Cow observations that make you money
Posted on November 17, 2011 in Dairy Performance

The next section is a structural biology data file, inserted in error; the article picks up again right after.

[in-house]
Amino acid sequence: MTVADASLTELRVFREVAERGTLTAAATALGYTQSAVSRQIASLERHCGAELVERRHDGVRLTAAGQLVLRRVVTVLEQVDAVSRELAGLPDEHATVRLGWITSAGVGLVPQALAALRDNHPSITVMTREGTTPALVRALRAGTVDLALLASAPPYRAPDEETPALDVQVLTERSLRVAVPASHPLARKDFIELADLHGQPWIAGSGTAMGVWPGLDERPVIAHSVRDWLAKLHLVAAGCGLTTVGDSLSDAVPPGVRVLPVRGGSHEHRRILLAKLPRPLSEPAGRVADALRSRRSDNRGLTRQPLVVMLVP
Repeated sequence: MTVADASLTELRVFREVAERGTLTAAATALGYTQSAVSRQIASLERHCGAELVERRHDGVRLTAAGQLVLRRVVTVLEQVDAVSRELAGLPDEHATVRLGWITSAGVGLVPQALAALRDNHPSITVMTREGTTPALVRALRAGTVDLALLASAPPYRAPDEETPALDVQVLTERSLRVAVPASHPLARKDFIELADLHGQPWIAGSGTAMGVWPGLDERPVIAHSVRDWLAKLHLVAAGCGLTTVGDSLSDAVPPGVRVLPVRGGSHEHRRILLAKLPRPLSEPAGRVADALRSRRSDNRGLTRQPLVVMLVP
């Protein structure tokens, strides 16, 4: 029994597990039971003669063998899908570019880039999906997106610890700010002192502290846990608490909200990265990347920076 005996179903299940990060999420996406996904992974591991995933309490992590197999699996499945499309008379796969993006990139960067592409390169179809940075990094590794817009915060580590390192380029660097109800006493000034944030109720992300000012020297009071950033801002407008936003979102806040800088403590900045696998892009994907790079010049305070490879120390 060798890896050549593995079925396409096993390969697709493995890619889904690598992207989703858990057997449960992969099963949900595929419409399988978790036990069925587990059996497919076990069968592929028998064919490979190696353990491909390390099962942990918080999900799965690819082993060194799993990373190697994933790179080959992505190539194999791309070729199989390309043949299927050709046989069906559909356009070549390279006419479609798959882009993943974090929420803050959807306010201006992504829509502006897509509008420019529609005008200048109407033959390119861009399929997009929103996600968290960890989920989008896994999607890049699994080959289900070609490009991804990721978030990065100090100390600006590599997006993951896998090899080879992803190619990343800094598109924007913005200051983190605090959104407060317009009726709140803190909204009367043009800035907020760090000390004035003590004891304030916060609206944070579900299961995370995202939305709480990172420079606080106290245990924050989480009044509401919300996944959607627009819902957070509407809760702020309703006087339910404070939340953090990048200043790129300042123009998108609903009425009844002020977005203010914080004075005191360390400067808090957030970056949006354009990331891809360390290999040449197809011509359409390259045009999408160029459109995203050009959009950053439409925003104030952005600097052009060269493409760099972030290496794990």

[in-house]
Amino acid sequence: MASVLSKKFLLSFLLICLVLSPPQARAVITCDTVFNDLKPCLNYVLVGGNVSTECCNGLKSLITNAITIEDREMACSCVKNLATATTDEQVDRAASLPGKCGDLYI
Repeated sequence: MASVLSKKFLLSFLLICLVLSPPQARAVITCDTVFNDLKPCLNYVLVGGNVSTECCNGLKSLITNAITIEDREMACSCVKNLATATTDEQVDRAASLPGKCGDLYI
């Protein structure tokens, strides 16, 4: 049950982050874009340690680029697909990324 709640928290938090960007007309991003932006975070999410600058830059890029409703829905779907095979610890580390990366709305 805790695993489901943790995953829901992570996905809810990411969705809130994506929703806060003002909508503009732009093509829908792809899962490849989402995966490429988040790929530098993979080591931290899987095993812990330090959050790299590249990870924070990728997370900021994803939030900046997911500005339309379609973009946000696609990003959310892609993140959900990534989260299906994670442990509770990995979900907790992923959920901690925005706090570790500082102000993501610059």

By Jon Rasmussen and Dr. Neil Michael Critically reviewing a few fundamental cow behaviors can positively impact cow health, performance and the overall attitude of employees. Here are some good areas to watch during your next walk among your cows. Flight zones When you walk into a pen of cows, how do they react to your presence? Do they head to the opposite end or can you walk through without a cow taking a step? This is a very telling sign of the cow’s stress level. Remember, the goal is for the cow’s energy to be spent on producing milk, not on dealing with stress. Doing a little research on dairy stockmanship is a valuable first step. Learning more about handling techniques could enlighten you on why cows react the way they do. Click here for more information. Time budgets High-producing dairy animals spend more than 12 hours per day lying down, five to six hours eating, and two hours drinking and for social activity. Management activities include periods when animals are held for observation or treatment (one hour) and time away from the pen for milking (less than three and a half hours). If management times exceed four hours, cow behavior and performance may be negatively impacted. A time budget calculator can be used to estimate available times for critical cow activities and often helps producers uncover costly time budget errors. Cow placement and stall use In properly sized and maintained stalls, 85 to 90 percent of the animals should be lying down to the rear of the stall within two to four hours after milking. Monitoring animal placement and stall use is best achieved by making a valued member of your team, such as your vet or nutritionist, accountable for monitoring stall use on a routine basis. This works well since they do not see your animals every day and can more easily notice issues that have become “normal” to your team. Locomotion Monitor locomotion with an objective scoring system. Locomotion scores should be recorded in areas that are flat, non-slippery and allow animals to display normal walking tendencies. Transfer lanes from the parlor are great areas to evaluate locomotion scores in your herd. Hanging a small foreign object (clothing, etc.) on the return gate will result in cows’ brief hesitations, allowing you to more accurately score the animals. Visit www.vetmed.wisc.edu or www.zinpro.com for more information. Eating behavior Several factors can influence cows’ eating behaviors. If feed is delivered late, they may lie down and develop irregular patterns for the day. An inconsistent mix or spoiled feed may cause palatability challenges that switch cows from their textbook behavior. Eating behavior should be observed daily by an internal team member with outside consultants’ help on a regular basis. Facility observations Does every area of your facility (alleys, parlors, holding areas, etc.) allow cows to move freely, especially to and from the feedbunk or water? Observing the environment and thinking through future upgrades will help improve cows’ social interactions. Each time we optimize the environment, cows respond by attaining better production and health. Make a commitment to monitor behavior using key members of your consultant team – both you and your cows will profit! An extended version of this article originally appeared in the November 1, 2011 edition of Progressive Dairyman magazine. Click here for the full article. About the authors: Jon Rasmussen is a dairy technology specialist on the Vita Plus team. He grew up on a small dairy farm in northeast Wisconsin. Rasmussen attended the University of Wisconsin-Madison and earned a bachelor’s degree in dairy science. For the past six years, he’s specialized in records analysis for the Vita Plus dairy team. He works with dairy producers and consultants to help them evaluate data for improved dairy business management. Dr. Neil Michael is the Vita Plus director of dairy initiatives. He grew up on a dairy and swine farm in northeast Indiana and attended Purdue University, where he earned a bachelor’s degree in food science, his DVM degree from the School of Veterinary Medicine and his MBA from the Kranert Business School. Michael joined the Vita Plus team in 2010 with a special interest in helping producers with transition cow health and economics, reproductive management, and data management related to animal performance and employees.